TimesPeople is therefore an important object of study for the Transliterates project because it simultaneously points to how we once read newspapers, how we read them now, and what the future of reading might look like. TimesPeople is an important case study because, while it focuses on the Times, it also has broader implications for newspapers in general as well as other texts. An interesting experiment with TimesPeople would be to compare it to how other newspapers create online communities and analyze what aspects of each approach are successful. Thus far, one of the main limitations of TimesPeople is that, while it incorporates ideas from other existing tools like Twitter and Digg, it still needs to think through what is unique to the Times and how this distinction can be leveraged to think outside already existing tools to create a fresh approach to reading the newspaper. Indeed, one of the strengths of the Times is the fact that, aside from being one of the most respected names in the industry, it creates the majority of its own content. Were the Times to utilize its cultural capital, an interesting route to take would be to form partnerships with other major newspapers to create a universal tool for the newspapers’ readerships such that more traffic will be driven to each newspaper and will not suffer from the limitations imposed by focusing on only one paper, as is the case with TimesPeople.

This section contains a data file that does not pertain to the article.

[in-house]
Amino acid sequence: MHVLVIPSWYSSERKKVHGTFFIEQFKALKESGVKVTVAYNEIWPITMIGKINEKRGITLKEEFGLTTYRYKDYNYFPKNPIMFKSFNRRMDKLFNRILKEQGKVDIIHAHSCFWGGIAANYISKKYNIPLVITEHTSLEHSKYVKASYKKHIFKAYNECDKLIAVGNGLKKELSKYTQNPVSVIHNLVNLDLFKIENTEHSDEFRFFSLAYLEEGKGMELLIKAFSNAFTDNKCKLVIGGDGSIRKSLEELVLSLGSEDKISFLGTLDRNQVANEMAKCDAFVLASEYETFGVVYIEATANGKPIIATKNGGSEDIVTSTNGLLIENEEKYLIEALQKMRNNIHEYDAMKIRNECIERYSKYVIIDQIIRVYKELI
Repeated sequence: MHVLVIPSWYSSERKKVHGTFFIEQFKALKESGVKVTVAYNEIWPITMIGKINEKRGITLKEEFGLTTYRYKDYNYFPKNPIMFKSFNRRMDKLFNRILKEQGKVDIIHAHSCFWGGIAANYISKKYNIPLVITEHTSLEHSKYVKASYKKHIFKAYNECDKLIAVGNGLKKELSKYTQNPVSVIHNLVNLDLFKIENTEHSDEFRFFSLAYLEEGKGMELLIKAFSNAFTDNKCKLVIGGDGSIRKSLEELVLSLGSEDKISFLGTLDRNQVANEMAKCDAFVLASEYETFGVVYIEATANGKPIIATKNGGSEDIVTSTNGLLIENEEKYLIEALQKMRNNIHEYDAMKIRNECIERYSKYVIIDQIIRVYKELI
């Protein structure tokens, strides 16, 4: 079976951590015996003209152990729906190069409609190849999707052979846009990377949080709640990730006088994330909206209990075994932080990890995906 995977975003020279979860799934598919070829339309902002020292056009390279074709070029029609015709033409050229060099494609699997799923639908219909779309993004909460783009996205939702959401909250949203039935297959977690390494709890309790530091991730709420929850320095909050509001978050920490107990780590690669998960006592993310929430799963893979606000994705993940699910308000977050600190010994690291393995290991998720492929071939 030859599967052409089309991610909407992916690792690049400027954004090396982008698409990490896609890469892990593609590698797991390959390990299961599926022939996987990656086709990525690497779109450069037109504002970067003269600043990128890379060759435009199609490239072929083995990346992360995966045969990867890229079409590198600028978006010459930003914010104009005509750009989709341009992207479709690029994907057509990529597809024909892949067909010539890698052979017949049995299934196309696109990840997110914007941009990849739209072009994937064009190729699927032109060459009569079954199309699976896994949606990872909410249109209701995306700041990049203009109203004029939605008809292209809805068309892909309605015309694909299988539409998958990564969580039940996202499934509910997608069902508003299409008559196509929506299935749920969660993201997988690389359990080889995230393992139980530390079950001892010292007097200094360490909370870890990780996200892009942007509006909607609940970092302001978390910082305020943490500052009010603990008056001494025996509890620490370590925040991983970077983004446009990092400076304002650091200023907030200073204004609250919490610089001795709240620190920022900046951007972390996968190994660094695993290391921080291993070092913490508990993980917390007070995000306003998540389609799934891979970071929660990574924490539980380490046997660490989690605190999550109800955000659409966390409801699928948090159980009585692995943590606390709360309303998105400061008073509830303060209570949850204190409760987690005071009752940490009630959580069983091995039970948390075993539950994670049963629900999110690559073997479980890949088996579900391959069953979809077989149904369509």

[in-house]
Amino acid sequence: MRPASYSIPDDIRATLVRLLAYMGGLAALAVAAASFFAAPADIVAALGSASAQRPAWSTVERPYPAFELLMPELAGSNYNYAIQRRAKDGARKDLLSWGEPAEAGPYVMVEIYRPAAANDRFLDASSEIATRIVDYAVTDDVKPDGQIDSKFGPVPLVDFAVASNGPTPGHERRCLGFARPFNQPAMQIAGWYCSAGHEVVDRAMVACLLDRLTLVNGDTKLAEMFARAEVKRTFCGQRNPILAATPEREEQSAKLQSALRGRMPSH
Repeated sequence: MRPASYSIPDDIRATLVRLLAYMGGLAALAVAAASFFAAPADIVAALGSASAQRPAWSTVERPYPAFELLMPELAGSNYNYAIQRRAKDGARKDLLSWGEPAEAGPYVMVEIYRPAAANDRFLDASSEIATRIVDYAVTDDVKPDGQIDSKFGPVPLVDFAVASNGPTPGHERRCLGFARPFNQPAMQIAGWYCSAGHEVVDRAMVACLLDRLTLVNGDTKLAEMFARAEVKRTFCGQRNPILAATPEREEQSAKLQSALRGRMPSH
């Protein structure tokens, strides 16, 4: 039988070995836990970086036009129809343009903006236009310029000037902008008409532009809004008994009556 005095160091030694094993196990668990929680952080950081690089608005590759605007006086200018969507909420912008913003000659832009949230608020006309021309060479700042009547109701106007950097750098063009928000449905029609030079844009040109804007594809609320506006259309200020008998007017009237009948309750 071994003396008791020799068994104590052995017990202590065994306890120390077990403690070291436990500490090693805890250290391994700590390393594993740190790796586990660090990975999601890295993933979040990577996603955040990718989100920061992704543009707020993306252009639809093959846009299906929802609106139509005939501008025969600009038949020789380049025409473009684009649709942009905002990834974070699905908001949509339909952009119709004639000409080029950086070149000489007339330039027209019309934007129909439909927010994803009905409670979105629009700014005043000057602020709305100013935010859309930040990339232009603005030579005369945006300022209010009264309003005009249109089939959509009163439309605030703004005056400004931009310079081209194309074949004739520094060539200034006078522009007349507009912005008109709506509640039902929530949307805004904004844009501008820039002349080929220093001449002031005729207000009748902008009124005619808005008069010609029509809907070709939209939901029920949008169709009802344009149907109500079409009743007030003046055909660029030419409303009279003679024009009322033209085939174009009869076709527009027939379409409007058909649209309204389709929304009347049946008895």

Resources for Further Study: